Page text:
We talk a lot here at WYG about different grief theories. We do our best to break them down in a way that makes sense, doesn’t put anyone to sleep, and (just maybe) helps you gain some new insights into your own grief experience.
Recently we were interviewed for an ebook and the author asked us what our personal grief philosophy is. We were both quick to give him the same answer, which is that we don’t have a singular ‘grief philosophy’. This may seem confusing, considering we are mental health professionals who work in the field of grief and loss, have experienced our own personal losses, and spend our free time blogging about grief. If anyone would have a ‘grief philosophy’ you would think it’d be us, right? But we both feel that grief is so unique and dynamic that trying to pin it down into any one model or theory feels really dangerous.
That being said, there are some observations about grief styles we do think are pretty darn helpful. Are they the holy grail of grief theory? Absolutely not. Are they universal? Nope. But they frame a lot of our thinking about grief and the inspiration for our blog.
In our anecdotal observations of ourselves and the people we have known and supported over the years, we have come to recognize and appreciate that all of us have predispositions toward the rational, the creative, or the emotional sides of our minds. Though we may have a bit of each of these within us, we often lean toward one style over another.
Whether we are especially rational, emotional, or creative is important to consider, because this can impact how we grieve, as well as the tools and coping strategies that are most helpful for us. Additionally, understanding our predispositions can help recognize how grief is impacting us.
Though we may be most comfortable with one style, grief can push us to another. Someone who is normally creative may no longer feel able to create; someone who is rational may suddenly feel overwhelmed by emotions; someone emotional may suddenly not feel the emotions they expect. The changes in our dispositions while we grieve can be overwhelming and distressing.
So, what’s your grieving style?
Emotional Grieving Style
At its core, grief taps into our emotional selves – our emotions can spiral into total overdrive, they can fluctuate from day to day, hour to hour, minute to minute. Grief can make you feel crazy, which is totally normal, but can be incredibly distressing, even to those comfortable with their emotions.
We can feel anxiety and guilt. We feel deep sadness and overwhelming emptiness. Though most of us hide these tough emotions, there is great value in sharing our emotional side while we grieve. When these emotions overwhelm us, our inclination can be to avoid them, thinking avoidance will remove our pain. We don’t like when our emotional side begins to take over everything, so we may run from it or feel embarrassed by it.
Experiencing, processing, and expressing emotions helps us to incorporate them in meaningful and healthy ways. Additionally, becoming comfortable with these difficult emotions can help us better understand ourselves, and can help us be more sympathetic toward others.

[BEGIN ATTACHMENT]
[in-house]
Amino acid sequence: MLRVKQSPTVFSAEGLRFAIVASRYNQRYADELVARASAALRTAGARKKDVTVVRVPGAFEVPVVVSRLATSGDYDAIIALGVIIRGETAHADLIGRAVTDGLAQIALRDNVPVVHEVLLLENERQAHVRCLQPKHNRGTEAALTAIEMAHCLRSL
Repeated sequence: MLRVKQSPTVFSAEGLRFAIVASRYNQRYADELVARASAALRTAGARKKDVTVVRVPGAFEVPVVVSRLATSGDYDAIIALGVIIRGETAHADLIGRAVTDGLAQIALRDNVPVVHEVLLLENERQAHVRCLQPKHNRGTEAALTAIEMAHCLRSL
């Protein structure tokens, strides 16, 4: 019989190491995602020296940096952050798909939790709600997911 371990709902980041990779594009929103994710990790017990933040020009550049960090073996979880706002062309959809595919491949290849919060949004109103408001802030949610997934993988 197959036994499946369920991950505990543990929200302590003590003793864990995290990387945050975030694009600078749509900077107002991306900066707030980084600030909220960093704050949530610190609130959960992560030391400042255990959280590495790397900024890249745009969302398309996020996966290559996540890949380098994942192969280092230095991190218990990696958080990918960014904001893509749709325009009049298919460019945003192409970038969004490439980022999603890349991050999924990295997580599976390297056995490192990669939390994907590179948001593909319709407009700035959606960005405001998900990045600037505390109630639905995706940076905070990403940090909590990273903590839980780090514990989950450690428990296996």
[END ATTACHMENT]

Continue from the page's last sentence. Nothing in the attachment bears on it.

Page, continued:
Should we find our emotions spiraling, it can be helpful to manage our emotions by tapping into our rational and creative selves. Examples of this may be writing about emotions or learning about the complexity of grief to better understand the emotions we experience. But while we grieve there is a great benefit to embracing the emotional self, to help us feel the difficult emotions rather than avoid them.
Creative Grieving Style
You may think if you don’t create, you aren’t creative. But in reality, creativity can mean connecting with and appreciating the creative expression of others.
There are many of us who, when dealing with any extreme emotions, are inclined to make or appreciate art. This creativity is often a way to express the emotions we are feeling – creating something unique or beautiful from our internal world.
There are countless ways we express our creative selves, from photography to journaling, art therapy, scrapbooking, and music. The emotions of grief are difficult to understand and share, so these creative outlets can make it easier to face difficult emotions in non-traditional ways. When talking isn’t working for you in your grief, for whatever reason, finding a creative outlet can be a different and positive way to manage the emotions of grief.
Rational Grieving Style
For some people, rationality is their go-to style. Knowing, understanding, and learning brings security and comfort. The intensity of grief emotions can be hard for those who lean toward the rational, as the emotions of grief can make it hard to maintain rationality.
People who relate to this grief style may seek to understand their grief by learning the different grief models and theories. These individuals may find comfort in the practicalities that need to be handled when grieving, as it gives some order and stability.
Using rational tools can help with the necessary things that so many grievers struggle with – sorting belongings, preparing for anniversaries and special days, and supporting kids who are grieving.
Putting It All Together
By understanding your grief style you are better equipped to choose the coping mechanisms that will work best for you. Although, it is important to keep in mind that, as grievers and as individuals, we have leanings towards each of these realms so you may find yourself tapping into new or different areas at varying times in your life.
Finally, just as we may lean more toward one realm than another, the same goes for those around us. Remember this when you find yourself struggling to relate to someone whose grief style clashes with your own. You may find when you put your different grief styles into perspective that you have greater understanding and compassion for their unique struggles.
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